Anybody else out there cook for a picky eater?
I don't know if picky is the right word, but my husband can definitely be challenging to please. A carnivore through and through, every meal must include meat. Questions are raised if bread isn't included. Comments will be made if there is too much pepper or anything slightly spicy.
He eats just about anything I put in front of him and when he likes something I've cooked he is generous with the praise. When he doesn't like it, he tries not to say anything but I know him too well. I don't spoil him and cook what I want, but I part of the enjoyment of cooking is watching my family enjoy what I have prepared. So I often try and schedule recipes I want to try but know he will not like for when he is not home.
Like Caramelized Butternut Squash Risotto. The hubs would have loved the caramelized butternut squash but he doesn't like risotto (I don't even know how that is possible) and he would have been looking for a piece of meat. So this became a light dinner for my best friend Amy and I to enjoy with a lovely glass of wine. Okay, two glasses of wine.
I've used Ina Garten's Easy Parmesan "Risotto" recipe a couple of times and LOVE it. I'm sure Italians and food purists would find the idea of cooking risotto in the oven offensive, maybe even sacrilegious. But I'm here to tell you it is pure genius. The rice is cooked perfectly in the oven and a luscious, creamy texture is achieved by adding in a bit more stock, wine, and Parmesan cheese at the end and stirring it vigorously for a couple of minutes. The end result is near perfect risotto without all of the babysitting.
As delicious as the risotto is with just Parmesan, it is a blank palette for whatever you choose. I chose to make another Barefoot Contessa recipe, Caramelized Butternut Squash.
This was my first time preparing butternut squash and my first time eating it in any form other than soup. I loved it and have a new favorite Fall squash (sorry, pumpkin). I followed Ina's classic technique for roasting veggies and sprinkled on a teeny bit of brown sugar. I over-caramelized the squash and it was still delicious. Slightly crisp on the exterior and creamy on the interior, its sweetness was the perfect counterpoint to the richness of the risotto.
A beautiful main course, it would be a great accompaniment to any protein as well. While I don't think he would have loved this risotto, I think my picky husband would have at not hated it, as long as it was hidden under a big slab of meat.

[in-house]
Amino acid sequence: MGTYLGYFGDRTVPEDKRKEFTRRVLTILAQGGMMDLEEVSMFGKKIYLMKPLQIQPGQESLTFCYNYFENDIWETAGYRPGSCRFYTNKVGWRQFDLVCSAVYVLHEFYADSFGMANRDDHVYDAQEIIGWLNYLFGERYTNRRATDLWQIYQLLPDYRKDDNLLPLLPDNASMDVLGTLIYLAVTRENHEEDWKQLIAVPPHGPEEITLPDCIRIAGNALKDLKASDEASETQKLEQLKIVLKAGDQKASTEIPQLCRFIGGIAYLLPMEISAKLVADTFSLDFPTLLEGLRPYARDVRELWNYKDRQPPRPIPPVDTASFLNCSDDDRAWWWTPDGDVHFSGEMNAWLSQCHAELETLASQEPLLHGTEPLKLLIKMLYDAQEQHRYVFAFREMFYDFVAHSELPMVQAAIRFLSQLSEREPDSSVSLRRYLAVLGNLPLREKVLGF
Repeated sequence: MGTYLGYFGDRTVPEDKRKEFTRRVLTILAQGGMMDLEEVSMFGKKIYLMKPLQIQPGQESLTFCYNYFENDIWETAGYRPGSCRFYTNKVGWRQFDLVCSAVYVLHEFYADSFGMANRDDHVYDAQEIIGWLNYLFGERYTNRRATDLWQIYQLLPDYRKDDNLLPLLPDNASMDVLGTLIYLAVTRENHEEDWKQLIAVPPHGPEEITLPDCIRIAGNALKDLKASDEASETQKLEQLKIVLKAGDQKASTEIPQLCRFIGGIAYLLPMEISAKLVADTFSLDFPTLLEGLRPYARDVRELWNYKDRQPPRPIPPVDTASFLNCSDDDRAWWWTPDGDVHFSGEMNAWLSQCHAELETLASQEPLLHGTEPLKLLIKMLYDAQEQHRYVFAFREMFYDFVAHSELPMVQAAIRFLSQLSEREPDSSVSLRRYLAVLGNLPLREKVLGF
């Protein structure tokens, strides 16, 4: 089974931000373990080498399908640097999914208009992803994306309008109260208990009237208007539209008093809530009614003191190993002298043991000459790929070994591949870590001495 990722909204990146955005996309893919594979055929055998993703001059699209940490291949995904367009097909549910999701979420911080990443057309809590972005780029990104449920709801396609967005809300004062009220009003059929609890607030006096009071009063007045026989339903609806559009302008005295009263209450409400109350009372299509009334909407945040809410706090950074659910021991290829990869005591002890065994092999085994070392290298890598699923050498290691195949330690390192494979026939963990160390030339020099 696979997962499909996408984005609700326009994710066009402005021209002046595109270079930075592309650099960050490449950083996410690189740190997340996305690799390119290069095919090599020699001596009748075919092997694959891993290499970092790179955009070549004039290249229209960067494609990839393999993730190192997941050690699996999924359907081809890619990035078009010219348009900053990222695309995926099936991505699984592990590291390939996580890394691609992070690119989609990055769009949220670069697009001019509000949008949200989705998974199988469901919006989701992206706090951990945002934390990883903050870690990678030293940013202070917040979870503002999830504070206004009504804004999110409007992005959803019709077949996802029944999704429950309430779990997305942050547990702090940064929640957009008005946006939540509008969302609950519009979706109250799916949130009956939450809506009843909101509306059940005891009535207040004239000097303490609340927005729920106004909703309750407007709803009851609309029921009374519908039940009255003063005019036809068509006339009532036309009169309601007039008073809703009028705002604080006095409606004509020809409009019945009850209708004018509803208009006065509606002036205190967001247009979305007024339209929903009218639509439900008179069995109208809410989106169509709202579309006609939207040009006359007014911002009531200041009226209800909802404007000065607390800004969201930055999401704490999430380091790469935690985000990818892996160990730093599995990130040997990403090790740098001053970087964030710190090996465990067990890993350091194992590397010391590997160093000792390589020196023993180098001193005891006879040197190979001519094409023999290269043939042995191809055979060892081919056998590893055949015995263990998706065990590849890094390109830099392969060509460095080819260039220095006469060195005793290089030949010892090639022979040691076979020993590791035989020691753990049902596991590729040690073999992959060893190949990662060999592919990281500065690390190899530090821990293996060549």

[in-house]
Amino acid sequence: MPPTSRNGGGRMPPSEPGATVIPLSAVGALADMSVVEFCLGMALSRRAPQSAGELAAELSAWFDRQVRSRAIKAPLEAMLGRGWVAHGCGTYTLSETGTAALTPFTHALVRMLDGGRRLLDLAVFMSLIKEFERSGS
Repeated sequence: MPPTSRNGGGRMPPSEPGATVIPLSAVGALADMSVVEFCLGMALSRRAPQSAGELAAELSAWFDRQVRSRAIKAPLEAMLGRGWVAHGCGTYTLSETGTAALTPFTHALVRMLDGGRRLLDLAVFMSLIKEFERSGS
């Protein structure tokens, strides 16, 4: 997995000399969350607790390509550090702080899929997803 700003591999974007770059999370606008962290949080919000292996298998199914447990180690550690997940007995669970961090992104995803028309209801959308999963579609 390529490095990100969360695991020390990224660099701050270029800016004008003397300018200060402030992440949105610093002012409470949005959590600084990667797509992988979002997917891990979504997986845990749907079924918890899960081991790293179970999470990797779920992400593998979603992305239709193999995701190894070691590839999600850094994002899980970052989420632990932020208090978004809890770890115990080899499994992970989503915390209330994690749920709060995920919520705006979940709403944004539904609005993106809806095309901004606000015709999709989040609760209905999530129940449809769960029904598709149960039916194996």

Caramelized Butternut Squash Risotto
slightly adapted from Barefoot Contessa How Easy is That & The Barefoot Contessa Cookbook, Ina Garten
For the squash:
1 medium butternut squash
3 tablespoons unsalted butter, melted
1 tablespoon brown sugar
1/2 teaspoon salt
1/4 teaspoon freshly ground black pepper
For the risotto:
1 1/2 cups Arborio rice
5 cups simmering chicken stock, divided
1 cup freshly grated Parmesan cheese
1/2 cup dry white wine
3 tablespoons unsalted butter, diced
2 teaspoons salt
1 teaspoon freshly ground pepper
Prepare the squash. Preheat the oven to 400 degrees.
Cut off and discard the ends of the squash. Peel the squash and cut in half lengthwise, remove the seeds. Cut the squash into 1/2 to 1 inch cubes and place on a baking sheet. Add the melted butter, brown sugar, salt, and pepper. Toss all the ingredients together and spread on a single layer. Roast for 30 to 45 minutes until the squash is tender and the glaze begins to caramelize. While roasting, turn the squash a few times with a spatula, to be sure it browns evenly.
Set aside while you prepare the rice.
Prepare the rice. Reduce the oven temperature to 350 degrees.
Place the rice and 4 cups of the chicken stock in a Dutch oven. Cover and bake for 45 minutes, until most of the liquid is absorbed and the rice al dente. Remove from the oven, add the remaining cup of chicken stock, Parmesan, wine, butter, salt, and pepper, and stir vigorously for 2 to 3 minutes until the rice is thick and creamy. Stir in the butternut squash and serve hot.